DIY Reptile Fogger

DIY DIY Reptile Fogger Completed

DIY Reptile Fogger Completed, photo by Tragic Image

This article will show you how to make a diy reptile fogger for only $40. This will last much longer and put out more humidity than most reptile foggers out there. This may also be used for frogs, invertebrates, and other animals that ned humidity.


So… I started out trying to mimic Classy Herp’s (rephibiankid) home made fogger but found out that the design had changed on Walgreen’s ultrasonic humidifier.


I know that the video for that is quiet often referenced for people that need a cheap and reliable way of upping humidity either because they live in a dry climate or they have tropical animals that require high humidity.


So here was my solution.


This is what I started out with:


Walgreen's Ultrasonic Humidifier

Walgreen’s Ultrasonic Humidifier, photo by Tragic Image


It was Walgreen’s ultrasonic humidifier, I picked it up for 40 bucks.

These are you options for tools:


Tools for Fogger

Tools for Fogger, photo by Tragic Image


Start out by removing this top cap. On the first one of these I did, I had to pry it out (hence the screw driver) but this one I was able to rotate and lift out. Your mileage may vary.


You’ll get this once its removed:


Cap Removed from Fogger

Cap Removed from Fogger, photo by Tragic Image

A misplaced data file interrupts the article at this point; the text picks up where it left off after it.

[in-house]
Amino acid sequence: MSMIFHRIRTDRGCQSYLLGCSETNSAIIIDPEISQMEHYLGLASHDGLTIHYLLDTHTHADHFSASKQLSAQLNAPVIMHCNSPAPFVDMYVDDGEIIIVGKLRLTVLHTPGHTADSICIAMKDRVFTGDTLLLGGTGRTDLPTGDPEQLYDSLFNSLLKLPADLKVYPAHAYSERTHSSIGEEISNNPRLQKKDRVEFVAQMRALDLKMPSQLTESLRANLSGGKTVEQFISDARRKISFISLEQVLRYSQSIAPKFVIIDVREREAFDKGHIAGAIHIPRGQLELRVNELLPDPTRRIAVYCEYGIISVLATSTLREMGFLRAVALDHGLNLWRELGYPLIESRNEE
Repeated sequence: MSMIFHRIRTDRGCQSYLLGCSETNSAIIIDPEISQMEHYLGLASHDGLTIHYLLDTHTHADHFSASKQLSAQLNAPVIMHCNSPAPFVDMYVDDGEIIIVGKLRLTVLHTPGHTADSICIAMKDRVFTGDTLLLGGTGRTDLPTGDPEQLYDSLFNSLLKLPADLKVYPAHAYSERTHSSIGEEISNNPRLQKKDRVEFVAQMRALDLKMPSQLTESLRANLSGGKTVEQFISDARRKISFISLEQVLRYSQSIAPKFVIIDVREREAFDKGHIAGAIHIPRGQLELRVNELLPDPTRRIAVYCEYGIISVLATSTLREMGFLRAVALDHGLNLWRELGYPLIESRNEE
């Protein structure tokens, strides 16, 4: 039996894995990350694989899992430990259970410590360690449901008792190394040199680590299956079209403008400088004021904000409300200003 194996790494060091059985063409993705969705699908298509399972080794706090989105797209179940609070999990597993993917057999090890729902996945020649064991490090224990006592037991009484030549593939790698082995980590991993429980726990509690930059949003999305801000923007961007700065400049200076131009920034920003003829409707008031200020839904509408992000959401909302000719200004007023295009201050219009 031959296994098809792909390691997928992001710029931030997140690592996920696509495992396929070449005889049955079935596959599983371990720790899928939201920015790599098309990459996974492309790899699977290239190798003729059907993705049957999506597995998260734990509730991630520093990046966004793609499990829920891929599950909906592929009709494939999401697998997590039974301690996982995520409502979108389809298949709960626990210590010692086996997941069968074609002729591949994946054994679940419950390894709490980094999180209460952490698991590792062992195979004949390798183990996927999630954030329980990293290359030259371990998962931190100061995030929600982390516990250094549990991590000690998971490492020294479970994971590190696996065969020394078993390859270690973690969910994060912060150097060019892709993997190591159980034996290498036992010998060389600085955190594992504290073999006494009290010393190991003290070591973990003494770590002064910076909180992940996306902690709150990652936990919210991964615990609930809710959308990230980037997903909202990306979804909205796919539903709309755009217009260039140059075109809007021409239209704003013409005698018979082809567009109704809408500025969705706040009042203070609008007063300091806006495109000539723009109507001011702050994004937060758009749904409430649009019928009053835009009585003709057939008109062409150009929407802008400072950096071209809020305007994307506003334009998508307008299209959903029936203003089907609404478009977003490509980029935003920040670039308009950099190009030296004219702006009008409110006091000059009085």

I used my drill to perforate the edge of the plastic “1/2 moon” baffles, but you could probably use brute force and bust them out. Brute force is going to require some detail work to get as clean of a result, but sometimes when all you have is a hammer, every problem becomes a nail.

Holes Drilled In

Holes Drilled In, photo by Tragic Image


I did a sort of “Jethro” method and used the side of my drillbit and just connected the holes. Its functional.


Connect Holes and Remove Plastic

Connect Holes and Remove Plastic, photo by Tragic Image


Repeat that for the lower baffle as well. If you’re using a drill and you are concerned about looks, be sure not to hit the clear plastic on the back side of the lower baffle. It marks up pretty easily.

What you should be left with is a straight show down.


Repeat process

Repeat process, photo by Tragic Image


Now here is where I diverge from Colin’s method. Mostly because he’s use of 3/4 clear flex tubing was expensive restrictive and in my mind, unnecessary.

I prefer PVC pipe. As a home owner, I have TONS of it, and its dirt cheap.

So my next step was to grab a length of PVC pipe from the garage, and a few fittings.


PVC Pipe

PVC Pipe, photo by Tragic Image


I used one 3/4″ slip by slip fitting, and two 90° elbows. The amount of PVC pipe that you use is going to depend on your set up.

First off grab your Slip x Slip fitting and push it onto the end of your PVC. No glue is going to be required, but a small dab of dish soap will make adjustments easier.


Cut Piece of PVC

Cut Piece of PVC, photo by Tragic Image

PVC Connect

PVC Connect, photo by Tragic Image